Wisdom in Times Like These

“Put first things first and second things are thrown in. Put second things first and you lose both first and second things.”  C. S. Lewis

This week’s article is by Andrew Hoffecker.  Andy earned his PhD at Brown University in Religious Studies. He taught at Grove City College in Pennsylvania for 25 years before coming to Reformed Theological Seminary in 1997. He retired from RTS in 2010 and began teaching the Crossroads Class at Highlands shortly thereafter.

In every age, God’s people aspire to wisdom.  Because we live in a fallen world everyone is susceptible distorted thinking, erroneous choices and evil actions.

In the Bible our God reveals the source of wisdom and describes its many attributes. A primary source of wisdom is Proverbs, written by King Solomon. When God asked Solomon what he most wanted and needed to rule Israel, Solomon asked not for wealth, military power, prestige or great possessions. Rather he requested wisdom – the centerpiece of Proverbs.

The most important point about wisdom is that God is the source of wisdom. Proverbs 1:7 states: “The fear of the Lord is the beginning of knowledge; fools despise wisdom and instruction.” Wisdom begins with a state of the heart as well as a state of mind. Reverence and humility are indispensable qualities to be cultivated in daily life. Our hearts and minds must first be right with God if we are to be wise.

Throughout Proverbs Solomon also draws the sharpest contrast between the righteous way of life – following God’s commandments and delighting in doing good – with its opposite – a life of folly or foolishness, evil, disobeying God’s ways and scoffing.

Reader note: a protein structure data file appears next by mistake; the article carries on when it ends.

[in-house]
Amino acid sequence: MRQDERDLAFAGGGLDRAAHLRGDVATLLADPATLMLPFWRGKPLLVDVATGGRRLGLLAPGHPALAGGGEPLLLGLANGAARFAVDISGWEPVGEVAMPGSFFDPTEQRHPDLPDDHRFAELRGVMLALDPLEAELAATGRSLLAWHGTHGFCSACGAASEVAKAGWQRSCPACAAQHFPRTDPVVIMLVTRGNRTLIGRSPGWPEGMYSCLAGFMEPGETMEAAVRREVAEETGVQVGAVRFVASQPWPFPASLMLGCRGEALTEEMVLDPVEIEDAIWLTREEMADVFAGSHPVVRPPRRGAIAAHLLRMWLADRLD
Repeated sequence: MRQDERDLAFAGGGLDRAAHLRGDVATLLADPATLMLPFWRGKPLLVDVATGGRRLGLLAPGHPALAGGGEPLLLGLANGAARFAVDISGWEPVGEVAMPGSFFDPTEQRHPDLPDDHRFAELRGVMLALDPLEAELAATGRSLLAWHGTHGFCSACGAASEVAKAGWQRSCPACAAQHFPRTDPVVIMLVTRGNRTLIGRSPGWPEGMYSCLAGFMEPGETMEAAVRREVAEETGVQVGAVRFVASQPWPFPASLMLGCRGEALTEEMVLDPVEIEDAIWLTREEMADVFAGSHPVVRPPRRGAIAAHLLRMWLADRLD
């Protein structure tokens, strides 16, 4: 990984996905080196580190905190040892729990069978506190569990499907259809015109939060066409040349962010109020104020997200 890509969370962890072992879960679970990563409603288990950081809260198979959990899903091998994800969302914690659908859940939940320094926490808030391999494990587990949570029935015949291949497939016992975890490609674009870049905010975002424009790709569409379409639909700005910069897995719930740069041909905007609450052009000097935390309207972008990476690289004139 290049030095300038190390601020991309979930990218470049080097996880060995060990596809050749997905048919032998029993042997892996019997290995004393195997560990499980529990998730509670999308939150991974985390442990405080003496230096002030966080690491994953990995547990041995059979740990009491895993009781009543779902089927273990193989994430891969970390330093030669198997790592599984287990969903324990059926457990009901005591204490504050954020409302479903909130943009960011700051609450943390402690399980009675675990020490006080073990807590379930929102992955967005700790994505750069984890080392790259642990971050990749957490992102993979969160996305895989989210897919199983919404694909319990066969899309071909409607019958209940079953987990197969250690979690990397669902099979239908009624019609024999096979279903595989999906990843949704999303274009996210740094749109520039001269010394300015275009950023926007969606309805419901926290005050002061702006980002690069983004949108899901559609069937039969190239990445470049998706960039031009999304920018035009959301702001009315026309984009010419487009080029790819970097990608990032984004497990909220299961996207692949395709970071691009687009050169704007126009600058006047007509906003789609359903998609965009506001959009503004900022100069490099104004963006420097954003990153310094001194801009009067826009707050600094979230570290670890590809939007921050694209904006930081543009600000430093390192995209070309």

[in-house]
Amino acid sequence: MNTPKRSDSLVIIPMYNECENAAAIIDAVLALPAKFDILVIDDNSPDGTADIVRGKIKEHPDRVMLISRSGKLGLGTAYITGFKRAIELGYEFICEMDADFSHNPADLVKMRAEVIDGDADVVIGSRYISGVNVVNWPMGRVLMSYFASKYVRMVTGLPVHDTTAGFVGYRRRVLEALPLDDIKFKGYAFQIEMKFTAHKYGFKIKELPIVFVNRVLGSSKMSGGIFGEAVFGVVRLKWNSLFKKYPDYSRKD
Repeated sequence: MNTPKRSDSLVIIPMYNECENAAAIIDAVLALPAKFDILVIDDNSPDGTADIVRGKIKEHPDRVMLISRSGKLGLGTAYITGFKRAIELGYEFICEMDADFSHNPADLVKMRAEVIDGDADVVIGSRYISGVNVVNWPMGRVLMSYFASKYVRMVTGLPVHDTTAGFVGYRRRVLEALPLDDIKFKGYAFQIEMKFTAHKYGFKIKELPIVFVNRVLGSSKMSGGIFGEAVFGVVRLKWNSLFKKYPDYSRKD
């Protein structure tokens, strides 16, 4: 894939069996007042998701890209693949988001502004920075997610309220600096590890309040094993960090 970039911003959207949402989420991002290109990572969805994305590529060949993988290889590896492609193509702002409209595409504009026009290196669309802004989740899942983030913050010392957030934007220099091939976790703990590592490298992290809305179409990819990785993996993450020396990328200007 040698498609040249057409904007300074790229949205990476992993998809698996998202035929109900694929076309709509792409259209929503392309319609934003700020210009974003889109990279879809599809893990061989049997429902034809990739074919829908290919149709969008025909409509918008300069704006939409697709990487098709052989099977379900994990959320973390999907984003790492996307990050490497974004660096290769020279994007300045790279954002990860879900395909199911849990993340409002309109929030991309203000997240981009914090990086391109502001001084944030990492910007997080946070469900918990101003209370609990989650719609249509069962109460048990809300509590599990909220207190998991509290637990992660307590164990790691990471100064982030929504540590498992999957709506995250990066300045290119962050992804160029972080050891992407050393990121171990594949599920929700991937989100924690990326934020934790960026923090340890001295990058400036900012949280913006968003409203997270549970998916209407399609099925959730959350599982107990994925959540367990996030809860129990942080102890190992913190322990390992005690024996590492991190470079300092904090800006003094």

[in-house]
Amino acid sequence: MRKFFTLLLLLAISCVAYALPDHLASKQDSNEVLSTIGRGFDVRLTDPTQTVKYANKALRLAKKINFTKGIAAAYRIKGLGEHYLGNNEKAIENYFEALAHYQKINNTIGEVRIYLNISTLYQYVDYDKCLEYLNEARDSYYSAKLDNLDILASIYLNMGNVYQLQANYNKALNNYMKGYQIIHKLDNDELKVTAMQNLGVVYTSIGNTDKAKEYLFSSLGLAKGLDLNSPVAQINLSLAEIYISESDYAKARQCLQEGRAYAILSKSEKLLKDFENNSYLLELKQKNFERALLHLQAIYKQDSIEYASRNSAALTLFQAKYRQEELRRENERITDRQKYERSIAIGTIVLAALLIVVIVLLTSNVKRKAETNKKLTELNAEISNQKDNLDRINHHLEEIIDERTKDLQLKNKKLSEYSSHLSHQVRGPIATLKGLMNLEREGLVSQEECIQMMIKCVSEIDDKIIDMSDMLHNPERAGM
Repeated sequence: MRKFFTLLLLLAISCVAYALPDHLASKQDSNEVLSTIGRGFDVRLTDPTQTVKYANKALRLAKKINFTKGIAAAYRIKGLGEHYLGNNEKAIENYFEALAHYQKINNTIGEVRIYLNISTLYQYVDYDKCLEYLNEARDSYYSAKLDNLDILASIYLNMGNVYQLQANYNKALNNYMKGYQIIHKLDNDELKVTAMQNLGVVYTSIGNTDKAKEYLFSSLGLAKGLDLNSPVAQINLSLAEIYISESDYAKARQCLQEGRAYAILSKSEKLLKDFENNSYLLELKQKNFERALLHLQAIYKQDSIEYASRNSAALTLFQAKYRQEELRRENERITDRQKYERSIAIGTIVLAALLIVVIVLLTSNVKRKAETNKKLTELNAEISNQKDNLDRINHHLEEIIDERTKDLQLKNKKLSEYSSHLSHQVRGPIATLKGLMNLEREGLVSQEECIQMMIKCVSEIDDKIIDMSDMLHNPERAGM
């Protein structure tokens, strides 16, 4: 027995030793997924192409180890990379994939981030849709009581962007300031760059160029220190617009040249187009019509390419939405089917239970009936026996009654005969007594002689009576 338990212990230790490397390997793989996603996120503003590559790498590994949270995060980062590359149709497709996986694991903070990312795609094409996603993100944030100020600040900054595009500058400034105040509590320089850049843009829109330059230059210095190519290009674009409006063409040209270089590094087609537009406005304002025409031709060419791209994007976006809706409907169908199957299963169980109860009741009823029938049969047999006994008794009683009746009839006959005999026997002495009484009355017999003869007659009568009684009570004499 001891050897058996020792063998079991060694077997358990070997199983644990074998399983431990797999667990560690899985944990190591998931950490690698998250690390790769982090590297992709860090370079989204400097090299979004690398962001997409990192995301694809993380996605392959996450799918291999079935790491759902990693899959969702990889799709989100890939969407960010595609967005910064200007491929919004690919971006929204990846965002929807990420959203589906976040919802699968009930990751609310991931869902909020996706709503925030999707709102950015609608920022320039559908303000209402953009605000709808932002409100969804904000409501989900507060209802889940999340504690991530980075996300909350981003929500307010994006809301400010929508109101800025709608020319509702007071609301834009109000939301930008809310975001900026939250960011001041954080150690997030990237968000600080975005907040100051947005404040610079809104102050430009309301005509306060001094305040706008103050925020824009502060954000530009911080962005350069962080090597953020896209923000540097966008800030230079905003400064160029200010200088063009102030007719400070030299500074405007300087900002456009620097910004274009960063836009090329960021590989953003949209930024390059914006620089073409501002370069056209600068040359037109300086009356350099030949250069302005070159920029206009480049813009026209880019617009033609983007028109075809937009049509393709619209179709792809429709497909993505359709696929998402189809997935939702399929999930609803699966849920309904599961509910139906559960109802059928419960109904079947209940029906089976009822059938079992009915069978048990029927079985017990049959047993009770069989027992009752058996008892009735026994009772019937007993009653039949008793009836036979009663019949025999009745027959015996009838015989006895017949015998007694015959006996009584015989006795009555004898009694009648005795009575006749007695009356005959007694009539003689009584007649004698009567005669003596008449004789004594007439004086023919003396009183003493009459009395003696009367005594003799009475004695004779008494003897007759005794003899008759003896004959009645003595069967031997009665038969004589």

Biblical wisdom does not consist primarily in mastering a body of facts. Also, don’t confuse wisdom with intelligence since many people are smart but totally lacking in wisdom. Thus wisdom is predominantly practical and moral. Wisdom relates to practices in daily life: industrious by learning from the ant who work diligently while the sluggard ends in poverty (6:6-11); speech by holding one’s tongue (10:19); sex by avoiding adultery (6:20-35); good manners by controlling one’s temper (15:18); rearing children by training them while young (22:6); financial integrity by being honest in business (11:1); and sobriety by avoiding strong drink (20:1; 23:30-32).

To the wise God’s commandments are not a burden to be borne but a delight to perform. By nurturing the desire to live by obeying God’s commandments you discover the true way to happiness (3:21-26). The wise therefore become teachable people whose lives are worth imitating. The fool on the other hand says in his heart there is no God (Psa 14:1); he resists learning, refuses to accept discipline, reproof and even forgiveness (14:9). Fools are dangerous to others (13:20) and a source of grief to parents (10:1).

Although Proverbs may seem to be mere observations about life, Proverbs is “the hard candy” of the Bible. Why? Just as sucking on hard candy gradually releases its sweet flavor, reflecting on proverbs results in absorbing their deeper meanings. By so doing, you are actually able to make wiser decisions.

In God’s Wisdom for Navigating Life, Timothy Keller enlarges on the necessity of experience following reflection. “[Wisdom] is inaccessible to people too busy for its method. It comes through first with experience and then with deep, honest reflection on that experience. It emerges only as we ask searching questions: When did I last see this illustrated in my life or someone else’s? Where do I need to practice this? How would my life be different if I did? What wrong thinking and attitudes result when I forget this?”

The truly wise person cherishes Proverbs. He/she acknowledges a need for its instructions and the joy that implementing its truths brings to daily life.